Skip to main content

It started as an answer to leaky pens carried by U.S. soldiers during the Second World War, was perfected and made popular by an Italian-born baron and has written its way into history as the world's biggest-selling pen.

More than half a century after honing a cheap version of the ballpoint pen, Société Bic SA, the French firm which built an empire out of making things to be thrown away said yesterday it had sold its 100 billionth -- 100,000,000,000th -- disposable ballpoint.

The group started small after the war and now has annual revenue of about €1.4-billion ($2.05-billion), including sales of razors and lighters. It reported the milestone along with first-half profit.

"The pens have been sold on average 57 times a second since 1950," Société Bic SA said.

Its founder, Baron Marcel Bich, originally planned to make fountain pen parts when he bought a factory with his partner Edouard Buffard outside Paris at the end of the war. But a chance encounter with a wheelbarrow changed all that, recalls his son Bruno Bich, who now runs the firm.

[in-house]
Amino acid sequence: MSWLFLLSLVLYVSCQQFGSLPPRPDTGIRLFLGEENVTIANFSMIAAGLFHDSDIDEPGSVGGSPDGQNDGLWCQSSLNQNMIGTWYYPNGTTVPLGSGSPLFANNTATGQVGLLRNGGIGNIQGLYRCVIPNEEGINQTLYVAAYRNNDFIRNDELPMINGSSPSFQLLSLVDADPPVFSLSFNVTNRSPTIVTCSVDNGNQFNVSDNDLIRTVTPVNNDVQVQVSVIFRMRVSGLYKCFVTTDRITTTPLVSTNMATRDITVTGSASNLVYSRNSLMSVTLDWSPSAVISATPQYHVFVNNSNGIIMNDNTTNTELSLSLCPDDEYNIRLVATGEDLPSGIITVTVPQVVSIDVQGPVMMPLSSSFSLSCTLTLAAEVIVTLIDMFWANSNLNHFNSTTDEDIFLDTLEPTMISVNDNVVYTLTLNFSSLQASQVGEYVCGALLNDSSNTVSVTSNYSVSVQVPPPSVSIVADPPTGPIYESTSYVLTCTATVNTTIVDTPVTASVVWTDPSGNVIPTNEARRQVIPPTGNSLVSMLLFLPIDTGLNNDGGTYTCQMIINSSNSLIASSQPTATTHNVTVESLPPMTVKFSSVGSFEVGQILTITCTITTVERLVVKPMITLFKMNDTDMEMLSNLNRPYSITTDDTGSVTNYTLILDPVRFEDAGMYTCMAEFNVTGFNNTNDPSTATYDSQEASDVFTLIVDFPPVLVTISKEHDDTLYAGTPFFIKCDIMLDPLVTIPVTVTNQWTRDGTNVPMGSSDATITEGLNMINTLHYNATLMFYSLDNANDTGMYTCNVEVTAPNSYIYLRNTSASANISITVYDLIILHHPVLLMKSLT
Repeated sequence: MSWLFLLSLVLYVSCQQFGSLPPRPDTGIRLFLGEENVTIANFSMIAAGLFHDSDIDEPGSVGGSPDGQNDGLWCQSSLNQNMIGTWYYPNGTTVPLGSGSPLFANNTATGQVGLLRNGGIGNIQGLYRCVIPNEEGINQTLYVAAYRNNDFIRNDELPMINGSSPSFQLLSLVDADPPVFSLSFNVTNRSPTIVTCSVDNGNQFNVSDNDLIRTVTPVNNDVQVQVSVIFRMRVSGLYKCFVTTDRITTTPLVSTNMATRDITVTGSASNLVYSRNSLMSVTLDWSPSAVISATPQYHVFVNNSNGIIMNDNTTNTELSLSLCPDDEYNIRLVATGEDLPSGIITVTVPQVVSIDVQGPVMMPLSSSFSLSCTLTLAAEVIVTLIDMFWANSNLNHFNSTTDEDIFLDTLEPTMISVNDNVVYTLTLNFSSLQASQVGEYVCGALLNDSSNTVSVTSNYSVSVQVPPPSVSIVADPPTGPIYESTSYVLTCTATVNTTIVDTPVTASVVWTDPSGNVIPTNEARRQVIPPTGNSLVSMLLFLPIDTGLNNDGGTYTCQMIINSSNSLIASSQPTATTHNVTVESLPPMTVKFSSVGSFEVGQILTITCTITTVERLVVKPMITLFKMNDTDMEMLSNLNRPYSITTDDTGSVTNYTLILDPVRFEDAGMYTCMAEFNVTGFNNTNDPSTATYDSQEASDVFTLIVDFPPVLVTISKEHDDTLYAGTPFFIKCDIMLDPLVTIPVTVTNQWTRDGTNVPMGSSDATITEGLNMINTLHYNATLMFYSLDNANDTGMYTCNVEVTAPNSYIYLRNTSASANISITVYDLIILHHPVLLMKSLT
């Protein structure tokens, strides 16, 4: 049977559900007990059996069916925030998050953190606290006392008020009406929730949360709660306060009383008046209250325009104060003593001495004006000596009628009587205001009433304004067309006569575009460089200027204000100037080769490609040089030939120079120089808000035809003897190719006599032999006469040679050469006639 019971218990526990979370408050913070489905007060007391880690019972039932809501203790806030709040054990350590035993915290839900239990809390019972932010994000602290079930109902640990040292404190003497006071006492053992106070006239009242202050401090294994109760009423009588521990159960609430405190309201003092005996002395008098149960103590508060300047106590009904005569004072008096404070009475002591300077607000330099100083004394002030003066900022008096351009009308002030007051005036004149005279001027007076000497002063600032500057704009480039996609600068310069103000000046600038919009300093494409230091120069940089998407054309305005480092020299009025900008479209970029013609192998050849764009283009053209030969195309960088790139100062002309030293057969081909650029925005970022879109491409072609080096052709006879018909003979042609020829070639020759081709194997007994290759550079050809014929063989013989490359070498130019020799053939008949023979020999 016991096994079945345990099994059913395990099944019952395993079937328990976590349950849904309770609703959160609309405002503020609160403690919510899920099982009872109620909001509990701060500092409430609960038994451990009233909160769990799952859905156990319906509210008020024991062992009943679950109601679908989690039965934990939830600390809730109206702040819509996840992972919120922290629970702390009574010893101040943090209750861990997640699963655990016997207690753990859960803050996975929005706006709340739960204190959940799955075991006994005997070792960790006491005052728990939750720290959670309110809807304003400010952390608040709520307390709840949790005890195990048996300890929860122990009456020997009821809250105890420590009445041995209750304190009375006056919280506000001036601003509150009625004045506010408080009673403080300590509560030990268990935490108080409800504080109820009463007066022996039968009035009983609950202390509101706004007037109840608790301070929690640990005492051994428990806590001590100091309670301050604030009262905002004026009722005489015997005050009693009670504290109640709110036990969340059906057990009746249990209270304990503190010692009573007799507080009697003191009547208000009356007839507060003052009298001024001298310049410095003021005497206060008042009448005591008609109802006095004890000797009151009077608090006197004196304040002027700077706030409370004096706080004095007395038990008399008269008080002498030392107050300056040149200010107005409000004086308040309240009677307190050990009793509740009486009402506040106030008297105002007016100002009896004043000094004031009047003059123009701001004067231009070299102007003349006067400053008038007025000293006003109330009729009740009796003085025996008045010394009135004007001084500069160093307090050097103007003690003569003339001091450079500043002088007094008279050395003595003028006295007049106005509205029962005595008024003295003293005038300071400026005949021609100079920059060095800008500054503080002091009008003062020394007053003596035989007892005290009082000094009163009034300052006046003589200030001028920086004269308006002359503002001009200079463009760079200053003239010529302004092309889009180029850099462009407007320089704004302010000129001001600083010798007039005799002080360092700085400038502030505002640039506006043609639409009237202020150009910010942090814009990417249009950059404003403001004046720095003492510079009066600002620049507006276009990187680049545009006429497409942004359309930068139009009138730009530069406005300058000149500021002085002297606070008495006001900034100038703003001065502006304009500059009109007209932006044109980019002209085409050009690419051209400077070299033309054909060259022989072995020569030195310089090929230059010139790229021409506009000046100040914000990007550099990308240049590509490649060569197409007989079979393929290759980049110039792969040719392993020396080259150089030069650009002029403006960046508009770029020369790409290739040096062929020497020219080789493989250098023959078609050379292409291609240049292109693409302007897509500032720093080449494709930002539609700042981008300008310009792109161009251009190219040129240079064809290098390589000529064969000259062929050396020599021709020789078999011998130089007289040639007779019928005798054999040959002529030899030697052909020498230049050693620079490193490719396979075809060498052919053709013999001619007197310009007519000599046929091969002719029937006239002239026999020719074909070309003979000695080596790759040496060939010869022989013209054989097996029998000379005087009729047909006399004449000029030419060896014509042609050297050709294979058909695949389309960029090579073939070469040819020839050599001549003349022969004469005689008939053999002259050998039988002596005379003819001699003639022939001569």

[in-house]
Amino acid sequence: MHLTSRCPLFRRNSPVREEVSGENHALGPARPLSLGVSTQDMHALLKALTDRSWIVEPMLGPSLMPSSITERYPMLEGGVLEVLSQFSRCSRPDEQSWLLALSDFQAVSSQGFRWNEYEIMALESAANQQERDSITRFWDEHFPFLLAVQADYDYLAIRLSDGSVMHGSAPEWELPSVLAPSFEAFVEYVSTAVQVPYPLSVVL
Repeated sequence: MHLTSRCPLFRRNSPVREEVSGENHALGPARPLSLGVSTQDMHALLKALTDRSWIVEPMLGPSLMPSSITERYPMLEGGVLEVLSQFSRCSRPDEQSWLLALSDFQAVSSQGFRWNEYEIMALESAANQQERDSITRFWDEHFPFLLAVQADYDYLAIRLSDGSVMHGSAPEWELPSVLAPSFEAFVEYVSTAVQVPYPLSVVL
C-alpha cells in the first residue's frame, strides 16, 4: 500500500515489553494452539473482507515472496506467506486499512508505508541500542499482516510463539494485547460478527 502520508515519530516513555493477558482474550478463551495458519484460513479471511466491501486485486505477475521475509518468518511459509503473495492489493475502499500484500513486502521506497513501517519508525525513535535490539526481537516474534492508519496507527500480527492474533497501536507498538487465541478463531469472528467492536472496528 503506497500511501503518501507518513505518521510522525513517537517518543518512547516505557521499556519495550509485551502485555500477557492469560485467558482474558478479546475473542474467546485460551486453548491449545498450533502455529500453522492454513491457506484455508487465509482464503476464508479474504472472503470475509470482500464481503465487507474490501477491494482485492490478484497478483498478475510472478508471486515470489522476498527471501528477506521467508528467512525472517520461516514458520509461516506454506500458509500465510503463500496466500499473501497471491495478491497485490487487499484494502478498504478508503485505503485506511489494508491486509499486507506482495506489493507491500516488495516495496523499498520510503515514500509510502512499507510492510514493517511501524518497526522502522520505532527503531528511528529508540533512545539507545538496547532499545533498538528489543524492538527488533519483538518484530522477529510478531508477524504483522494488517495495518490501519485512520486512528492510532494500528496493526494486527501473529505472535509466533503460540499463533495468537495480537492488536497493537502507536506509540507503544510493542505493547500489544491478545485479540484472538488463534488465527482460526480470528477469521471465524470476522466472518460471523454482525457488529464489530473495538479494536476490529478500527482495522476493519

"My father told me that one day he was pushing a wheelbarrow when it dawned on him that the ball was a multifaceted wheel and this was the best way to convey ink," he told Reuters.

"So he put all his investment into the ballpoint. He was the first to use very precise production techniques," he added.

Ballpoint pens had been sold before the war for the then-luxurious sum of $5 and were brought to Europe by American GI soldiers, Mr. Bich said. Only they leaked.

Looking for a catchy name for his new product, the baron shortened his own to BIC and snapped up patents including Laszlo Biro's design for a non-disposable pen with a rotating ball. BB (Paris) fell 78 euro cents ($1.14) to €47.81. Reuters